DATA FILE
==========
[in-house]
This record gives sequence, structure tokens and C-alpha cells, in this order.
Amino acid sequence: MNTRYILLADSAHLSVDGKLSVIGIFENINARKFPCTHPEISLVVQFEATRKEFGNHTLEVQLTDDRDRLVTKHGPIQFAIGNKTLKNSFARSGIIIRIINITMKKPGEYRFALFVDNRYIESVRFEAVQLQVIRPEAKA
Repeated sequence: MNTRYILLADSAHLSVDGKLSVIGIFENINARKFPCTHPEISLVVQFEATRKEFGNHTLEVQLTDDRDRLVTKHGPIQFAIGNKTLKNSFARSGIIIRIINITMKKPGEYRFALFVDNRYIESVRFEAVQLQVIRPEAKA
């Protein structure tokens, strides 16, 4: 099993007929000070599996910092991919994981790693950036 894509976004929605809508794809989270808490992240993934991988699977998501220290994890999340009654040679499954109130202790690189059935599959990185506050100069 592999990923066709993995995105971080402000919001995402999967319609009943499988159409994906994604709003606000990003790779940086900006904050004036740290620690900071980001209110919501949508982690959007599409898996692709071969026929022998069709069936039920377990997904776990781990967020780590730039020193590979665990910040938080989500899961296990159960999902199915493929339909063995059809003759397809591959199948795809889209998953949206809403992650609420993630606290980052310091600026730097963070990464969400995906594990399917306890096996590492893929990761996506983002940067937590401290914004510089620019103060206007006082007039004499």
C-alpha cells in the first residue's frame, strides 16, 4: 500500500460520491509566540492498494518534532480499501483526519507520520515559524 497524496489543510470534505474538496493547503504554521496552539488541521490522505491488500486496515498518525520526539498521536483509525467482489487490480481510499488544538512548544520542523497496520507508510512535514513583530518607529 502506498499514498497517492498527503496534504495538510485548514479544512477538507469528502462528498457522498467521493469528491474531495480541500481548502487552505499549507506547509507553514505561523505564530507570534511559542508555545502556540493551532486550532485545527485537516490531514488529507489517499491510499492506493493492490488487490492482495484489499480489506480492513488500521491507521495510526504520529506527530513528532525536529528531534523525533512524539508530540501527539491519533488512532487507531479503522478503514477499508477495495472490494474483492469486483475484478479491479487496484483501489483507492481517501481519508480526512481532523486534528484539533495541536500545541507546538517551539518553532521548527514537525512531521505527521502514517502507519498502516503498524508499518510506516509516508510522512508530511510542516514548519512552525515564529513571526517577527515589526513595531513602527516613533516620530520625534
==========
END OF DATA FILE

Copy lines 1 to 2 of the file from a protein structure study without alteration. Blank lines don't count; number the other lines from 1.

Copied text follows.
[in-house]
This record gives sequence, structure tokens and C-alpha cells, in this order.